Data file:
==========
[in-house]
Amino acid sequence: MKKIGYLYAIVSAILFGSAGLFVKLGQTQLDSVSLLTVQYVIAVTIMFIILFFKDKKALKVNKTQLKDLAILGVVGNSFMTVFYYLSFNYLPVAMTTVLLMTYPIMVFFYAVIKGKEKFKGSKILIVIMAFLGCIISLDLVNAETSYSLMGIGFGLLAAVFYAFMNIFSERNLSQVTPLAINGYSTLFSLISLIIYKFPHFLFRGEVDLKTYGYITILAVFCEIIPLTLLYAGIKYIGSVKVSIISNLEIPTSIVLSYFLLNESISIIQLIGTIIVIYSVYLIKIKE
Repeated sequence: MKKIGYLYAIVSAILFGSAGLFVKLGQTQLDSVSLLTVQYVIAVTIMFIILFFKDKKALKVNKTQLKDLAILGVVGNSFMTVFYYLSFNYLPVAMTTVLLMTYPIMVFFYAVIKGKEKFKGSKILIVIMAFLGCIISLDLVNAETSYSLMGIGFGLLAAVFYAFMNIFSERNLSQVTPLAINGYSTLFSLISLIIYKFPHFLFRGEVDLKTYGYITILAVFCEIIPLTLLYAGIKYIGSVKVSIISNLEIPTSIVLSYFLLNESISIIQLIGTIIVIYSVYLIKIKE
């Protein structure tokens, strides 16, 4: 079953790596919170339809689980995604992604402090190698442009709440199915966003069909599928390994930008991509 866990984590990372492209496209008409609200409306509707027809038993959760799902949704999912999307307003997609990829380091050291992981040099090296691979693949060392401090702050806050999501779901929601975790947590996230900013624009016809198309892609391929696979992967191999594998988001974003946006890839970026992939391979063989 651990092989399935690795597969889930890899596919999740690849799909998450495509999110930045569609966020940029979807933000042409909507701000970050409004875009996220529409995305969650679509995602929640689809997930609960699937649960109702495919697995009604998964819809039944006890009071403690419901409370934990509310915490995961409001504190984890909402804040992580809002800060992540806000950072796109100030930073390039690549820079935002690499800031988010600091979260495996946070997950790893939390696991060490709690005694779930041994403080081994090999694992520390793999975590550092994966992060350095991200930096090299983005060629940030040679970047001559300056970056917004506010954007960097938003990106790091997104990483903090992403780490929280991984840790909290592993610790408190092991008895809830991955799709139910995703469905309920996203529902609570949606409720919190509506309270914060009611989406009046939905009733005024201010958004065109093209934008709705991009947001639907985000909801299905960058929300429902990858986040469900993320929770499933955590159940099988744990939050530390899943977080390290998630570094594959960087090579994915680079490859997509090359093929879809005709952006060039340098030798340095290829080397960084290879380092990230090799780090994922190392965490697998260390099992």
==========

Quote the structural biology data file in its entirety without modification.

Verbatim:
[in-house]
Amino acid sequence: MKKIGYLYAIVSAILFGSAGLFVKLGQTQLDSVSLLTVQYVIAVTIMFIILFFKDKKALKVNKTQLKDLAILGVVGNSFMTVFYYLSFNYLPVAMTTVLLMTYPIMVFFYAVIKGKEKFKGSKILIVIMAFLGCIISLDLVNAETSYSLMGIGFGLLAAVFYAFMNIFSERNLSQVTPLAINGYSTLFSLISLIIYKFPHFLFRGEVDLKTYGYITILAVFCEIIPLTLLYAGIKYIGSVKVSIISNLEIPTSIVLSYFLLNESISIIQLIGTIIVIYSVYLIKIKE
Repeated sequence: MKKIGYLYAIVSAILFGSAGLFVKLGQTQLDSVSLLTVQYVIAVTIMFIILFFKDKKALKVNKTQLKDLAILGVVGNSFMTVFYYLSFNYLPVAMTTVLLMTYPIMVFFYAVIKGKEKFKGSKILIVIMAFLGCIISLDLVNAETSYSLMGIGFGLLAAVFYAFMNIFSERNLSQVTPLAINGYSTLFSLISLIIYKFPHFLFRGEVDLKTYGYITILAVFCEIIPLTLLYAGIKYIGSVKVSIISNLEIPTSIVLSYFLLNESISIIQLIGTIIVIYSVYLIKIKE
């Protein structure tokens, strides 16, 4: 079953790596919170339809689980995604992604402090190698442009709440199915966003069909599928390994930008991509 866990984590990372492209496209008409609200409306509707027809038993959760799902949704999912999307307003997609990829380091050291992981040099090296691979693949060392401090702050806050999501779901929601975790947590996230900013624009016809198309892609391929696979992967191999594998988001974003946006890839970026992939391979063989 651990092989399935690795597969889930890899596919999740690849799909998450495509999110930045569609966020940029979807933000042409909507701000970050409004875009996220529409995305969650679509995602929640689809997930609960699937649960109702495919697995009604998964819809039944006890009071403690419901409370934990509310915490995961409001504190984890909402804040992580809002800060992540806000950072796109100030930073390039690549820079935002690499800031988010600091979260495996946070997950790893939390696991060490709690005694779930041994403080081994090999694992520390793999975590550092994966992060350095991200930096090299983005060629940030040679970047001559300056970056917004506010954007960097938003990106790091997104990483903090992403780490929280991984840790909290592993610790408190092991008895809830991955799709139910995703469905309920996203529902609570949606409720919190509506309270914060009611989406009046939905009733005024201010958004065109093209934008709705991009947001639907985000909801299905960058929300429902990858986040469900993320929770499933955590159940099988744990939050530390899943977080390290998630570094594959960087090579994915680079490859997509090359093929879809005709952006060039340098030798340095290829080397960084290879380092990230090799780090994922190392965490697998260390099992």